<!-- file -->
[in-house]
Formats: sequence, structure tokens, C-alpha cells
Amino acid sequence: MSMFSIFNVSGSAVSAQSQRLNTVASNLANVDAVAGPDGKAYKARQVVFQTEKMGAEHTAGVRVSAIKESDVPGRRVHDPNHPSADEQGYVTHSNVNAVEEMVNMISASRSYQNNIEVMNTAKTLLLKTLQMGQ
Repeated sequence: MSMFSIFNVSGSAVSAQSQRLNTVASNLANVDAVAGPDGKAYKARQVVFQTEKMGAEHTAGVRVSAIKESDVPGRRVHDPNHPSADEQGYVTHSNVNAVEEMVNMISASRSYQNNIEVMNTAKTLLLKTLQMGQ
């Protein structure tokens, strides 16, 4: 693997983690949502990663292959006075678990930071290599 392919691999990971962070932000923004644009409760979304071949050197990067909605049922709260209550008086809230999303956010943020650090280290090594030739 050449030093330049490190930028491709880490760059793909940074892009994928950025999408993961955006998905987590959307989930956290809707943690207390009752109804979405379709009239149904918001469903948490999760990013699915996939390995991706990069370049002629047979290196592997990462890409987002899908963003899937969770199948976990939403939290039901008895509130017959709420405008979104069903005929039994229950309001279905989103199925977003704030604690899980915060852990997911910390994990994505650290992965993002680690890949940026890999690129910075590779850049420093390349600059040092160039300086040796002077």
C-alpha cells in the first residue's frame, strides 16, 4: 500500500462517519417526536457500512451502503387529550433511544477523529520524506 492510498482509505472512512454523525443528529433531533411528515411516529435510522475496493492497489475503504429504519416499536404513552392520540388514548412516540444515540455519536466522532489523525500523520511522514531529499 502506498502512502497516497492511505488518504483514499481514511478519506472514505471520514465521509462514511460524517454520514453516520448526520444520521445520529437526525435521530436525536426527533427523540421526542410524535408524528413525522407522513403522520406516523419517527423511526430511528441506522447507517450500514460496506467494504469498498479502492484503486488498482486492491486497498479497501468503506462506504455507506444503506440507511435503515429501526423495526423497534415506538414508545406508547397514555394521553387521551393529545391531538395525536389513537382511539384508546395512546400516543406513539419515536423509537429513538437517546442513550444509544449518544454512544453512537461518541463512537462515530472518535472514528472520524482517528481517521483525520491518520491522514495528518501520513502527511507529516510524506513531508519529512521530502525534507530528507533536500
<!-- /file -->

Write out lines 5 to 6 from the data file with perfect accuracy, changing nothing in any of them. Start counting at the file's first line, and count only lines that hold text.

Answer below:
């Protein structure tokens, strides 16, 4: 693997983690949502990663292959006075678990930071290599 392919691999990971962070932000923004644009409760979304071949050197990067909605049922709260209550008086809230999303956010943020650090280290090594030739 050449030093330049490190930028491709880490760059793909940074892009994928950025999408993961955006998905987590959307989930956290809707943690207390009752109804979405379709009239149904918001469903948490999760990013699915996939390995991706990069370049002629047979290196592997990462890409987002899908963003899937969770199948976990939403939290039901008895509130017959709420405008979104069903005929039994229950309001279905989103199925977003704030604690899980915060852990997911910390994990994505650290992965993002680690890949940026890999690129910075590779850049420093390349600059040092160039300086040796002077």
C-alpha cells in the first residue's frame, strides 16, 4: 500500500462517519417526536457500512451502503387529550433511544477523529520524506 492510498482509505472512512454523525443528529433531533411528515411516529435510522475496493492497489475503504429504519416499536404513552392520540388514548412516540444515540455519536466522532489523525500523520511522514531529499 502506498502512502497516497492511505488518504483514499481514511478519506472514505471520514465521509462514511460524517454520514453516520448526520444520521445520529437526525435521530436525536426527533427523540421526542410524535408524528413525522407522513403522520406516523419517527423511526430511528441506522447507517450500514460496506467494504469498498479502492484503486488498482486492491486497498479497501468503506462506504455507506444503506440507511435503515429501526423495526423497534415506538414508545406508547397514555394521553387521551393529545391531538395525536389513537382511539384508546395512546400516543406513539419515536423509537429513538437517546442513550444509544449518544454512544453512537461518541463512537462515530472518535472514528472520524482517528481517521483525520491518520491522514495528518501520513502527511507529516510524506513531508519529512521530502525534507530528507533536500